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On Friday, we got a rare look at how the CBS Sports crew pulls it off as they follow the PGA Tour around the country. When they go on the road, production Air Max Penny Iv
"We're in San Diego one week, we're in Phoenix the next week, pack everything up, drive off and start setting up Monday, Tuesday," said CBS Sports Operations executive vice president Ken Aagaard.
"One of the main things I'm doing is trying to keep everybody relaxed before we go on air for the next three hours," said CBS Golf and NFL coordinating producer Lance Barrow.
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"So as the cameras move around, its kind of like a cell phone, it'll get close to one antenna, and farther away from another one," said CBS Sports wireless technician Scott Lampert.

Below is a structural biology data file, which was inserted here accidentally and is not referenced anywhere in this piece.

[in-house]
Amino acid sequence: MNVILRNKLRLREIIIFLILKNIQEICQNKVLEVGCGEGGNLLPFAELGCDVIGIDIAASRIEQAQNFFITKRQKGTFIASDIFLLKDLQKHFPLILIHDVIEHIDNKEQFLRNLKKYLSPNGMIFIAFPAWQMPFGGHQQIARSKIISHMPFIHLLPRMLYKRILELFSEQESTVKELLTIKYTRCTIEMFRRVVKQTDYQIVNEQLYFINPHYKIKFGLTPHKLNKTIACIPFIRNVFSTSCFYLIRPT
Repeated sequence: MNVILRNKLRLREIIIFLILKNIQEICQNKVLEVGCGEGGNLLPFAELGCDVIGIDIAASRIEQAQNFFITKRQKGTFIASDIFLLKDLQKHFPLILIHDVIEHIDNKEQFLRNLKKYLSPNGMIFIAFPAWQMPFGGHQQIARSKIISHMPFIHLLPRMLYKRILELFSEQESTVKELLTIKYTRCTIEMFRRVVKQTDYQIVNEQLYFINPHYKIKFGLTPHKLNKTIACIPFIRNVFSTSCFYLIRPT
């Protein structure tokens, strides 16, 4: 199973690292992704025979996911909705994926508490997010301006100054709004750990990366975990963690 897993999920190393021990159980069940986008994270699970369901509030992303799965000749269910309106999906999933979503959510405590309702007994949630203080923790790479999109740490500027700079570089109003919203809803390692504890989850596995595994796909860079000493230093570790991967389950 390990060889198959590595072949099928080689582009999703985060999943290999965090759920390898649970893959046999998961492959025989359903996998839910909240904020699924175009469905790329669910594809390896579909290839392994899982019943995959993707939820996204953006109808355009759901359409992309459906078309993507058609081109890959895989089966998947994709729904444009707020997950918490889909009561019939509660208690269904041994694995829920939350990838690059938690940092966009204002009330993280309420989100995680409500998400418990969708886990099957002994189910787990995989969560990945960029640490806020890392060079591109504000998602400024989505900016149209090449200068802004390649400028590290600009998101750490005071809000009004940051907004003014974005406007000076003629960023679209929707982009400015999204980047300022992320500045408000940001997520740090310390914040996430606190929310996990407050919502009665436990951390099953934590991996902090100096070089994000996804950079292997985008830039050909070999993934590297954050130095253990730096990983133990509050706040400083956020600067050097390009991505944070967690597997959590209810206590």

It takes fuel, to keep this crew on their toes.
It takes directors, producers and even golf cart runners to make it all seamless for viewers.
Minutes before going live on air, everyone's buzzing and making sure everything is in place.
"Our wireless cameras are done a whole different way than we've done in the past," Aagaard said.
"It's hundreds of people that come to support everything from spotting, to camera people, Air Max X Supreme to replay people, to talent. It's always a big show," Aagaard said.
This year some new technology is helping staff cover the tournament from different camera angles.
"There's a lady from New York. She always asks for a turkey sandwich, cut the crusts," said Air Max Sequent Pink
CBS Sports Staff Makes TV Magic At Pebble Beach
From cameras to computers, everything is packed up tightly so they can set up and tear down quickly from city to city.
eyes to make it all run smoothly.
crews manage up to 160 different screens at a time for cameras and graphics. It takes a lot of Air Max Womens Grey
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